Carnality in Public Discourse.
Ake festival is unique in virtually all aspects. And this uniqueness was prominently pronounced in its integration of carnality into public knowledge. There were two sessions, “Legs Open, Eyes Closed: Sensuality in New African Writing” and the book chat on “It Wasn’t Exactly Love”.
These two sessions made us accept and come to terms with a fundamental aspect of our humanity, our sex life, which has taken the backseat for centuries. In the former, you have Chinelo Okparanta, Nana Darkoa, Toni Kan and Kiru Taye discussing the dynamics of sexual experience, and the necessity for sexual liberation from, inter alia, the warped sexual expectations we have
‘It Was not Exactly Love’ is a collection of twelve great short stories by Mazi Nwonwu, Nana Darkoa, Yewande Omotoso and others touching on the sexual life experience of people from all social classes. In the session, they tried to give us an insider voice by inviting our empathetic imaginations to feel the immediacy of their characters’ sexual adventures.
He stepped into the Cinema Hall gently, walking majestically down the aisle. The opening ceremony was about to start. Ngugi Wa Thiong’o, the literary god whose name has been engraved on the infinite stretch of African Literature for eternity. I can’t describe the overwhelming sensation I felt. I just felt my goose bumps coming out. I never imagined I could meet him. Because when I read his ‘A Grain of Wheat’, (A first edition copy of my father’s), about 10 years ago, I thought he was dead. That presumption you have when you read a classic.
All my friends know that he’s my favourite. One of them used to shout ‘Uhuru na Kazi’ when he saw me. I took that particular copy to him for his autograph. He was impressed when he saw the copy. He held it and checked it out with a warm smile on his face. With delight, he calmly scribbled “In Solidarity”. For me, this moment was the peak of Ake Festival. It could not have been better. It’s a dream come true!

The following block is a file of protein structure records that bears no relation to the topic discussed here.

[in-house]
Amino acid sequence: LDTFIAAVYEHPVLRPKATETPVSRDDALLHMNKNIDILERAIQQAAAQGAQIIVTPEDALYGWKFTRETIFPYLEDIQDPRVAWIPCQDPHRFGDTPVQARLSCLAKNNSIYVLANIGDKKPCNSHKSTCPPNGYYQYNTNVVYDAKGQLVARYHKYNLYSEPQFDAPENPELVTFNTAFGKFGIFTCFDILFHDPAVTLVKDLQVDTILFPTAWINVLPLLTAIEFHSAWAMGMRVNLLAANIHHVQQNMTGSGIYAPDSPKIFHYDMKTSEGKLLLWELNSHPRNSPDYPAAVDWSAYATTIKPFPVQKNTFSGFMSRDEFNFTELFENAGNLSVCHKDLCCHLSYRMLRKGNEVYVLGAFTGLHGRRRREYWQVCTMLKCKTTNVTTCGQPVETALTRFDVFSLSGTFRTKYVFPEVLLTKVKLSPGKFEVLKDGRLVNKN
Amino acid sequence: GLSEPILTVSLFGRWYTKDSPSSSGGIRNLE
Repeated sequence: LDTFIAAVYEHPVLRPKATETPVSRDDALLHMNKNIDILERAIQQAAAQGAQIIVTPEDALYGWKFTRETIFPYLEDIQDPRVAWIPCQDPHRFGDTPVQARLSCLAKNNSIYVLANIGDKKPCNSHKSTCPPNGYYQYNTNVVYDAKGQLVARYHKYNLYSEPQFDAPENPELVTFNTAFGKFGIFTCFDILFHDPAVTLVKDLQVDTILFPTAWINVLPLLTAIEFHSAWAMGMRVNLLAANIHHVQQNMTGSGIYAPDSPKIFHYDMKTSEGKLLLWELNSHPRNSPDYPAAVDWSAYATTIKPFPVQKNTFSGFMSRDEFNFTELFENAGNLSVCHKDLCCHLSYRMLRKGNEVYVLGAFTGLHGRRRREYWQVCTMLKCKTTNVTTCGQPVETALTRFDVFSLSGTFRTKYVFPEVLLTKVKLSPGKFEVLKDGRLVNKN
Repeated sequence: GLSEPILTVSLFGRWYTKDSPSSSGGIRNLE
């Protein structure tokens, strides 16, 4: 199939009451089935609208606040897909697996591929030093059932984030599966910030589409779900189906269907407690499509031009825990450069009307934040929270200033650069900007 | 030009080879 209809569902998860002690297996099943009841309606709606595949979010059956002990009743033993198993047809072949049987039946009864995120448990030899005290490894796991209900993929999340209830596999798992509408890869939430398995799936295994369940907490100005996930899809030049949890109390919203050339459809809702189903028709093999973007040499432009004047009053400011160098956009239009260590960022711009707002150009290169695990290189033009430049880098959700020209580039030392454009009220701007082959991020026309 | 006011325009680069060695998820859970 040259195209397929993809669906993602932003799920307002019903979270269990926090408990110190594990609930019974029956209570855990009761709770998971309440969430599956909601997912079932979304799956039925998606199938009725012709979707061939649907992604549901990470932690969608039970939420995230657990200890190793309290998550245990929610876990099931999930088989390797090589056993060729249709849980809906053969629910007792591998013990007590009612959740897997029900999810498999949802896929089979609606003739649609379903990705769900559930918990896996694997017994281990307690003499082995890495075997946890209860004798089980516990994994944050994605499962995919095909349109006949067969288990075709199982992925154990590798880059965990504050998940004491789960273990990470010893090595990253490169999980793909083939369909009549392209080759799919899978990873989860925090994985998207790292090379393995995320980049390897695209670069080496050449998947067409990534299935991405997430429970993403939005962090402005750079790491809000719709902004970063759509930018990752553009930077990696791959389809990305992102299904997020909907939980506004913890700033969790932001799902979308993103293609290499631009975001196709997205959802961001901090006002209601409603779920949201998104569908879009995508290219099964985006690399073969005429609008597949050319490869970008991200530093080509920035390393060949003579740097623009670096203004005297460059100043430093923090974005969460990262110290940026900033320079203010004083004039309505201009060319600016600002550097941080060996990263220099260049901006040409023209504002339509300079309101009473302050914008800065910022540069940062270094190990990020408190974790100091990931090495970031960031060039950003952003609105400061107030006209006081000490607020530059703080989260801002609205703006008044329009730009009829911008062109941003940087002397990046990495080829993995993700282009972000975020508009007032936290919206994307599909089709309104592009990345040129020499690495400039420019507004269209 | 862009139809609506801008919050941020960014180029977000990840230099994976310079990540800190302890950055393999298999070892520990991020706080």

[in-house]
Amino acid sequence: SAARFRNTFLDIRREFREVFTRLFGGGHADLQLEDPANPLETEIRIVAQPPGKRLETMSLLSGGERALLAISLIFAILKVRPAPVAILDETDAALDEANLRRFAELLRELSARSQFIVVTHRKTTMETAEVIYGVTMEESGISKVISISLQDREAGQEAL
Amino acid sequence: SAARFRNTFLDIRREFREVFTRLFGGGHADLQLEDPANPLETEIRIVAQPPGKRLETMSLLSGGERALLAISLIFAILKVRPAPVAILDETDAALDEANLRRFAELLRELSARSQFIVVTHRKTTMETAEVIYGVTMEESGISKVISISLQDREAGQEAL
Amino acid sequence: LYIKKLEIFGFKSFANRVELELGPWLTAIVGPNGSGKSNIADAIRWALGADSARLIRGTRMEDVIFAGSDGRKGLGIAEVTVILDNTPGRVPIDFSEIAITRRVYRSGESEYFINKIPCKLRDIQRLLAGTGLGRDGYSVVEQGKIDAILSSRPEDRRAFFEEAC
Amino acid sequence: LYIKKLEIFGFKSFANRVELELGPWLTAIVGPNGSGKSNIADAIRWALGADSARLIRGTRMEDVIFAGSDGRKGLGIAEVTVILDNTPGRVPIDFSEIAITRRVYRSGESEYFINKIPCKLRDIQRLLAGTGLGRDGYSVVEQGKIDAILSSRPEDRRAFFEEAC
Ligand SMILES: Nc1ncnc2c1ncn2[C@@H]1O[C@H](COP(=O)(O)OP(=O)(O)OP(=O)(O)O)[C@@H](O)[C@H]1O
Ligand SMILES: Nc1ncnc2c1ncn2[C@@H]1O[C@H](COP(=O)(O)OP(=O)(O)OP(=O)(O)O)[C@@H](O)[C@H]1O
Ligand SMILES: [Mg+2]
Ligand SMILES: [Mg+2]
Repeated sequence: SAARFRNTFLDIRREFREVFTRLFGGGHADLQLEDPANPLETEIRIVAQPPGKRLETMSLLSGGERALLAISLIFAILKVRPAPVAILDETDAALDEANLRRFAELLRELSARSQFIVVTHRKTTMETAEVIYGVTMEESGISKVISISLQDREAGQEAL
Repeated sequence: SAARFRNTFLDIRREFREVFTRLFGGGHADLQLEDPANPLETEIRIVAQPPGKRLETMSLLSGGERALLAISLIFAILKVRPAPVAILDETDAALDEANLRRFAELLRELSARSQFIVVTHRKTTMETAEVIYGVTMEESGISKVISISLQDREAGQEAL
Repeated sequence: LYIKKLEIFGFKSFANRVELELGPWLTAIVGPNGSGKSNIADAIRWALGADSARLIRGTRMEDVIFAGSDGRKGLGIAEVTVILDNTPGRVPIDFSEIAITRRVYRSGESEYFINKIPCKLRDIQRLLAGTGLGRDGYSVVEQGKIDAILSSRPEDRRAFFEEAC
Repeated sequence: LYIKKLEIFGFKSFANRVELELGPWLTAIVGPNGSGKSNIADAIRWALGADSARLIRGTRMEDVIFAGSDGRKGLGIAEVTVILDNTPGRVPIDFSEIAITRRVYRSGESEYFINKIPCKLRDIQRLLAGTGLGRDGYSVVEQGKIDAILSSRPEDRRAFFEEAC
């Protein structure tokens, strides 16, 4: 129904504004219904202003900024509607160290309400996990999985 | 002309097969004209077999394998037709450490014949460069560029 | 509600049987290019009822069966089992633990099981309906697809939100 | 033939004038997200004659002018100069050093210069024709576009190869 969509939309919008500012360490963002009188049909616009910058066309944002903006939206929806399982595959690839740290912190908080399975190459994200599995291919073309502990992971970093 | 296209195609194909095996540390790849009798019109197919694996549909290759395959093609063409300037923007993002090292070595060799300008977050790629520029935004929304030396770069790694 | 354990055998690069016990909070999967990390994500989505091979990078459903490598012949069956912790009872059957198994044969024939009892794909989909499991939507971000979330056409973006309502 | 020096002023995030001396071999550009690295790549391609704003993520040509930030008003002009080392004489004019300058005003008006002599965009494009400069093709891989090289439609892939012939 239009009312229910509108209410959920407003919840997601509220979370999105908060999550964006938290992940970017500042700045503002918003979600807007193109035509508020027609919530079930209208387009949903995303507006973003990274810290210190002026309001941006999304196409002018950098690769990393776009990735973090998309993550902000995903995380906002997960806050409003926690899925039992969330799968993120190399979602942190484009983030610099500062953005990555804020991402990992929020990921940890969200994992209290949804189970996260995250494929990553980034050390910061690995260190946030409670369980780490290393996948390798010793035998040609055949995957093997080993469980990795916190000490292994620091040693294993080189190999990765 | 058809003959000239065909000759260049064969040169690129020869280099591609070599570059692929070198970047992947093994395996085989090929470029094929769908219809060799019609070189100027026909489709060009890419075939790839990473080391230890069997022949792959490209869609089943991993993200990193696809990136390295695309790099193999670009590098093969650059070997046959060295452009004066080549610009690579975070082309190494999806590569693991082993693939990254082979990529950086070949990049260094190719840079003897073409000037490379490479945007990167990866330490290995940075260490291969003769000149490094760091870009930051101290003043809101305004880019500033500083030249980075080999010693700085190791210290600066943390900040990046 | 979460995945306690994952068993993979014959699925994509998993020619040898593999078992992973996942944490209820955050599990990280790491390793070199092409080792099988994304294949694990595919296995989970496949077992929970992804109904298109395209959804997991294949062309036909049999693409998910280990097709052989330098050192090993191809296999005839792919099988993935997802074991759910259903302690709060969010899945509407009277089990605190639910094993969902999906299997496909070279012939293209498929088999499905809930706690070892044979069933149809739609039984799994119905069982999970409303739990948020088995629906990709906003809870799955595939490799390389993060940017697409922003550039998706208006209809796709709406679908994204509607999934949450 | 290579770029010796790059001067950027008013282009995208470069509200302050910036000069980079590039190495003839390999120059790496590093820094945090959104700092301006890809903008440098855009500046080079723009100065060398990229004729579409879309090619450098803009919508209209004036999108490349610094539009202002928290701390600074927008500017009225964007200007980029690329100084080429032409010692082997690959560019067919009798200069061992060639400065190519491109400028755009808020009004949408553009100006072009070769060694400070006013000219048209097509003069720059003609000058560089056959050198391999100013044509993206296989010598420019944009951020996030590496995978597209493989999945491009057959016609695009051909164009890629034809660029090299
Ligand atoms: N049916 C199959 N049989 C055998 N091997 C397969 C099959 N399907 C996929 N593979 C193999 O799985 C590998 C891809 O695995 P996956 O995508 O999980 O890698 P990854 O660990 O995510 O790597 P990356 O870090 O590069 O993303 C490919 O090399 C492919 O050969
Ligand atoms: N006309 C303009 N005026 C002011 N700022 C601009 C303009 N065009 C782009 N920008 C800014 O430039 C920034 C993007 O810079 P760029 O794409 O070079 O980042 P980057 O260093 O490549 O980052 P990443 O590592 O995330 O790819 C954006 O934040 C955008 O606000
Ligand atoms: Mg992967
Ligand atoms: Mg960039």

I also took the tour to Olumo rock. A soaring, magnificent constellation of big and small rocks, of great historical significance. It harbours a shrine, a wartime hideout, graves of Baales, etc, all of which have been preserved, somewhat. There are two ways to get to the peak, either through the staircase or through the ancient route.
The ancient route is much more challenging as it is a narrow, cave-like passage with smaller, ill-assorted rocks as the steps. Struggling through the route, I tried to imagine the sure-footed ancients leaping from one rock to another taking defensive positions. Upon getting to the top, you would have a complete panoramic view of the beautiful city of Abeokuta, the brown roofs and ancient buildings. The spectacle is soothing, and the air was refreshing.
So, I woke up tired on Sunday, exhausted from the ecstatic farewell party of the night before. Very sad and weak, already engulfed by nostalgia. The Ake bubble had burst. It’s time to face the post-Ake reality. I staggered out of bed, cleaned up and proceeded to pack my luggage. It’s then I realised the luggage I had to take home; 20 voluminous books worth 35,000 Naira. For a second, I almost regretted the enthusiasm that drove me to pick up any title or cover page that I had found interesting. But the die is cast.